Encouraging Connections with Nature Through Story

As environmental communications has evolved, the variety of ways to connect with others has expanded. Studies in the early 2000s, for example, showed that reading fiction is as beneficial as meditation for reducing stress. It helps us to sleep better, improves our self-esteem, builds vocabulary, expands our imagination, slows mental decline later in life and helps us want to make worthwhile contributions to the world. Sound familiar?

These studies provided the impetus I needed: Could I expand my environmental messaging into fiction by writing a novel that communicates the value of nature in our lives? Where the setting is as much a character as the people, the story inspires readers to remember places and parts of nature they care about and where the main character has to decide just how important nature is to her?

The Best Part of Us, published in September by 2019 Independent Publisher of the Year She Writes Press, is my attempt to write about a woman who must decide whether to save herself and her connection with nature and a lake in the northern Great Lakes region, in order to explore the same choice humanity faces—for Earth will survive and heal, but our values and actions will determine whether humans and other species can as well.

What I’ve learned in my environmental communications career, including my work at the IJC, drove the novel’s messaging. I am indebted to every scientist, policymaker and citizen I’ve worked with for sharing their passion for the natural world, and particularly the Great Lakes, in ways that help all of us consider our personal and collective actions and their impact on nature.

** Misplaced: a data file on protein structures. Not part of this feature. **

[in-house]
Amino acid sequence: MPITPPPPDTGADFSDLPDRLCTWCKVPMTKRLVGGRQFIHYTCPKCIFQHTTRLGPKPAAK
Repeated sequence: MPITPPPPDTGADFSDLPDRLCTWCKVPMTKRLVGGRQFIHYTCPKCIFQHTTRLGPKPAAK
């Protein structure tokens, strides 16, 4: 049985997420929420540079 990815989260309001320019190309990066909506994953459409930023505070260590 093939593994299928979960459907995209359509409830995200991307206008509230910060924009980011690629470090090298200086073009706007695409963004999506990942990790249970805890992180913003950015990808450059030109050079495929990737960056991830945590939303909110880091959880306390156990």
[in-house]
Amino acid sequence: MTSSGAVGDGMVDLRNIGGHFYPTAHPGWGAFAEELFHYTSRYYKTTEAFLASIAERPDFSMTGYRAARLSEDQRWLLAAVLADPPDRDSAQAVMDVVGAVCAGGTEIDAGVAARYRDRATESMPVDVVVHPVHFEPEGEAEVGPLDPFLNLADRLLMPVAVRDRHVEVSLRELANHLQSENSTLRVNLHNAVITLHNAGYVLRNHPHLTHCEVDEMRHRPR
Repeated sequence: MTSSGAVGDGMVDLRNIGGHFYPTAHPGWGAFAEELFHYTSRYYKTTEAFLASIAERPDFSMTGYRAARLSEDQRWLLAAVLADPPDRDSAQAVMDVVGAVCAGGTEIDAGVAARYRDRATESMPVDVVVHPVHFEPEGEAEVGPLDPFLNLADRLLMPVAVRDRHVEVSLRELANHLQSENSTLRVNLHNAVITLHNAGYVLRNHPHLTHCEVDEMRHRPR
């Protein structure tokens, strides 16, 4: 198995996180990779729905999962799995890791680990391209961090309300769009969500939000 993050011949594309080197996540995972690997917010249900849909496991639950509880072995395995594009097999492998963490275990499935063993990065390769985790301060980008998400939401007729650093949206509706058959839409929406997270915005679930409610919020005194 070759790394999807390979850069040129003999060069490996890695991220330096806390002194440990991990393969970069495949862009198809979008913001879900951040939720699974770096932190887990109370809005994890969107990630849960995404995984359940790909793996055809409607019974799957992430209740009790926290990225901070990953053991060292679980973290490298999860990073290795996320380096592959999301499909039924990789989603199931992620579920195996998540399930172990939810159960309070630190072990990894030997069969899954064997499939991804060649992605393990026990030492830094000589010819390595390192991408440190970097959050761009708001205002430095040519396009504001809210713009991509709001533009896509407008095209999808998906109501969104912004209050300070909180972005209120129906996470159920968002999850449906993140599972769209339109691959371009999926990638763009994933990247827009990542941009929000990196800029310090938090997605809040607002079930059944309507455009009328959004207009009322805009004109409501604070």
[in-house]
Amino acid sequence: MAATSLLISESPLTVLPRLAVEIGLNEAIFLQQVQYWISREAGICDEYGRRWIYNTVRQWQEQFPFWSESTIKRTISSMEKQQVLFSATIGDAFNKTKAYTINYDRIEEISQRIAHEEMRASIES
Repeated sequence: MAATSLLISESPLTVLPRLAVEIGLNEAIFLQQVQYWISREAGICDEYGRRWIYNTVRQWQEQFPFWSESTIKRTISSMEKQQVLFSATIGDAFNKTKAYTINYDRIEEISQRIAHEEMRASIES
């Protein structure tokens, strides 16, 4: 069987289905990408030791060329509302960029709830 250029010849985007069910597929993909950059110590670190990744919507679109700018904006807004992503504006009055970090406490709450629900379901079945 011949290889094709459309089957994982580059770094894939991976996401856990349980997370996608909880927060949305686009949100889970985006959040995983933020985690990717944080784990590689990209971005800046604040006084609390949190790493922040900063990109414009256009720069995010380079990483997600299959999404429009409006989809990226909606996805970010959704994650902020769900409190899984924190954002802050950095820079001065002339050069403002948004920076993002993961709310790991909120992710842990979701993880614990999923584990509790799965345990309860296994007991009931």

If we truly consider and value the gifts that nature provides to us and recognize that we are a part of nature, we will treat the Great Lakes and the rest of our majestic planet differently. Spending time in nature will feel as vital, if not more so, than the latest episode of our favorite TV program.

From there, we can begin to dream of a new structure to societies, which focus economies on well-being, health and connection with everything else on Earth. Nature has absorbed our negative contributions -- our society’s air, water and noise pollution -- and yet still continues to provide health-giving ions and photoncides, as well as the air, water and soil we need to survive.

It’s well beyond time we celebrate our connections and give to nature as good as we get.

sally cole misch author
Sally Cole-Misch

Sally Cole-Misch has created effective environmental communications and education programs for more than 30 years for local environmental groups to international organizations such as the IJC. Her novel, The Best Part of Us, immerses readers in a breathtaking natural world, a fresh perspective on loyalty, and an exquisite ode to the essential roles that nature family and place hold in our lives. The novel is available in paperback and ebook from all major booksellers, including Indigo, Bookshop, Amazon, Indiebound, Barnes & Noble and Books-a-Million. For more information, visit